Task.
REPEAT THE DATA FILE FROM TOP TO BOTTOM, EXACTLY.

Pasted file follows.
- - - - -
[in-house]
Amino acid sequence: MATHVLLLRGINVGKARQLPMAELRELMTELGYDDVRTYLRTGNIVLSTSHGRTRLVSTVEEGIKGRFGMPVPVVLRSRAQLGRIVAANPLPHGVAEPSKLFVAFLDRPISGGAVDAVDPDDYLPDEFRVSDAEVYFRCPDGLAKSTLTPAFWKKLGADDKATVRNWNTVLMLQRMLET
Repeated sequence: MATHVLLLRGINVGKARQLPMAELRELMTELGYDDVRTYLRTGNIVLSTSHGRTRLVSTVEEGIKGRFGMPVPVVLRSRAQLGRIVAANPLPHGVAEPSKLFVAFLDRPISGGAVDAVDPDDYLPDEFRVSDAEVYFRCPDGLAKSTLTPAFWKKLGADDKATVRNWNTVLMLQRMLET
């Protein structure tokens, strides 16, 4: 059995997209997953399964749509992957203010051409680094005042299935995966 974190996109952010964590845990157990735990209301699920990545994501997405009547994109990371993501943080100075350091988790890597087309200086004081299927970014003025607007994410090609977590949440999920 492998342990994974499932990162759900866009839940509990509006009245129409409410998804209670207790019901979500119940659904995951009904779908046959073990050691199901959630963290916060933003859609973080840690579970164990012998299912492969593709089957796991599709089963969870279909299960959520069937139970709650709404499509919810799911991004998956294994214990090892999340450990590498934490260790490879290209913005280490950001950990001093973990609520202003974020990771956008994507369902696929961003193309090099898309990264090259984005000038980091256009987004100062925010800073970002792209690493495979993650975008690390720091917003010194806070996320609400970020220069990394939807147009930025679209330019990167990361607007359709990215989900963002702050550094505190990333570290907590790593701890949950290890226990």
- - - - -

[in-house]
Amino acid sequence: MATHVLLLRGINVGKARQLPMAELRELMTELGYDDVRTYLRTGNIVLSTSHGRTRLVSTVEEGIKGRFGMPVPVVLRSRAQLGRIVAANPLPHGVAEPSKLFVAFLDRPISGGAVDAVDPDDYLPDEFRVSDAEVYFRCPDGLAKSTLTPAFWKKLGADDKATVRNWNTVLMLQRMLET
Repeated sequence: MATHVLLLRGINVGKARQLPMAELRELMTELGYDDVRTYLRTGNIVLSTSHGRTRLVSTVEEGIKGRFGMPVPVVLRSRAQLGRIVAANPLPHGVAEPSKLFVAFLDRPISGGAVDAVDPDDYLPDEFRVSDAEVYFRCPDGLAKSTLTPAFWKKLGADDKATVRNWNTVLMLQRMLET
């Protein structure tokens, strides 16, 4: 059995997209997953399964749509992957203010051409680094005042299935995966 974190996109952010964590845990157990735990209301699920990545994501997405009547994109990371993501943080100075350091988790890597087309200086004081299927970014003025607007994410090609977590949440999920 492998342990994974499932990162759900866009839940509990509006009245129409409410998804209670207790019901979500119940659904995951009904779908046959073990050691199901959630963290916060933003859609973080840690579970164990012998299912492969593709089957796991599709089963969870279909299960959520069937139970709650709404499509919810799911991004998956294994214990090892999340450990590498934490260790490879290209913005280490950001950990001093973990609520202003974020990771956008994507369902696929961003193309090099898309990264090259984005000038980091256009987004100062925010800073970002792209690493495979993650975008690390720091917003010194806070996320609400970020220069990394939807147009930025679209330019990167990361607007359709990215989900963002702050550094505190990333570290907590790593701890949950290890226990």